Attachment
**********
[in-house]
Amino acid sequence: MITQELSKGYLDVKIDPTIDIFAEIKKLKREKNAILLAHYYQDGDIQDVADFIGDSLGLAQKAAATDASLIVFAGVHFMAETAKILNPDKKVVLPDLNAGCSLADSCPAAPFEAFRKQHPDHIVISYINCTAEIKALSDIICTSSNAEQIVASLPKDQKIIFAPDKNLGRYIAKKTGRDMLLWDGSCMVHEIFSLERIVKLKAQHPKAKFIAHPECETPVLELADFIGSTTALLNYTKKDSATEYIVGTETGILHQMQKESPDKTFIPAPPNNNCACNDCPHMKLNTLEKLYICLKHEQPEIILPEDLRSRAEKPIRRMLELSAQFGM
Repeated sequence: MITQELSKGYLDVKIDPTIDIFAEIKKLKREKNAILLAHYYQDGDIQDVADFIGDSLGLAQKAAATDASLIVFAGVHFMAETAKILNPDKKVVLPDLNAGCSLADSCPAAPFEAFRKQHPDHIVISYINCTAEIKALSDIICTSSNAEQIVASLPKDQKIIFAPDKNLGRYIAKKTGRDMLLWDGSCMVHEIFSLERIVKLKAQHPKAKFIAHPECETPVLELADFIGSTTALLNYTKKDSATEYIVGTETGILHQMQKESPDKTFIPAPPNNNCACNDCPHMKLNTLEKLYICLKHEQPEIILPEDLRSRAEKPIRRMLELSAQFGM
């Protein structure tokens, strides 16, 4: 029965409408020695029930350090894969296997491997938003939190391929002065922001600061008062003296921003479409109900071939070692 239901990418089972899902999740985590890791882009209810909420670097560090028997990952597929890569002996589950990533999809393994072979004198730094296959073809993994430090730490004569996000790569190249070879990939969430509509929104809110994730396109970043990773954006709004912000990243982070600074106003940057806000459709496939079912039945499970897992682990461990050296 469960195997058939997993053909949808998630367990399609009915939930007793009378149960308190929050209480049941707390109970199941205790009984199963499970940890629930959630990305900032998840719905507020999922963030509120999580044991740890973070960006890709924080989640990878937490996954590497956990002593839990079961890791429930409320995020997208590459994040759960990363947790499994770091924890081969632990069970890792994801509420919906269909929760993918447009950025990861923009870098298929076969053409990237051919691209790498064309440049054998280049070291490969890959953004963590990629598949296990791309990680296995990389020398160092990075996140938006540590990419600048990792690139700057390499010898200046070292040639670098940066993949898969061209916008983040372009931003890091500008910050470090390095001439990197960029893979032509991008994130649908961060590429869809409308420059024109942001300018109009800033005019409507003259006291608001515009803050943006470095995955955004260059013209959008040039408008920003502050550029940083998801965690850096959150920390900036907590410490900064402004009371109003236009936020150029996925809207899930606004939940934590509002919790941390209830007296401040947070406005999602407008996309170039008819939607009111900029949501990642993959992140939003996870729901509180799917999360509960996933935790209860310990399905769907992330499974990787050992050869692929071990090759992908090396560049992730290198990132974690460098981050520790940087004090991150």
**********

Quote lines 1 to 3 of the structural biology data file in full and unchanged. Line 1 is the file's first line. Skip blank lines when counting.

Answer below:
[in-house]
Amino acid sequence: MITQELSKGYLDVKIDPTIDIFAEIKKLKREKNAILLAHYYQDGDIQDVADFIGDSLGLAQKAAATDASLIVFAGVHFMAETAKILNPDKKVVLPDLNAGCSLADSCPAAPFEAFRKQHPDHIVISYINCTAEIKALSDIICTSSNAEQIVASLPKDQKIIFAPDKNLGRYIAKKTGRDMLLWDGSCMVHEIFSLERIVKLKAQHPKAKFIAHPECETPVLELADFIGSTTALLNYTKKDSATEYIVGTETGILHQMQKESPDKTFIPAPPNNNCACNDCPHMKLNTLEKLYICLKHEQPEIILPEDLRSRAEKPIRRMLELSAQFGM
Repeated sequence: MITQELSKGYLDVKIDPTIDIFAEIKKLKREKNAILLAHYYQDGDIQDVADFIGDSLGLAQKAAATDASLIVFAGVHFMAETAKILNPDKKVVLPDLNAGCSLADSCPAAPFEAFRKQHPDHIVISYINCTAEIKALSDIICTSSNAEQIVASLPKDQKIIFAPDKNLGRYIAKKTGRDMLLWDGSCMVHEIFSLERIVKLKAQHPKAKFIAHPECETPVLELADFIGSTTALLNYTKKDSATEYIVGTETGILHQMQKESPDKTFIPAPPNNNCACNDCPHMKLNTLEKLYICLKHEQPEIILPEDLRSRAEKPIRRMLELSAQFGM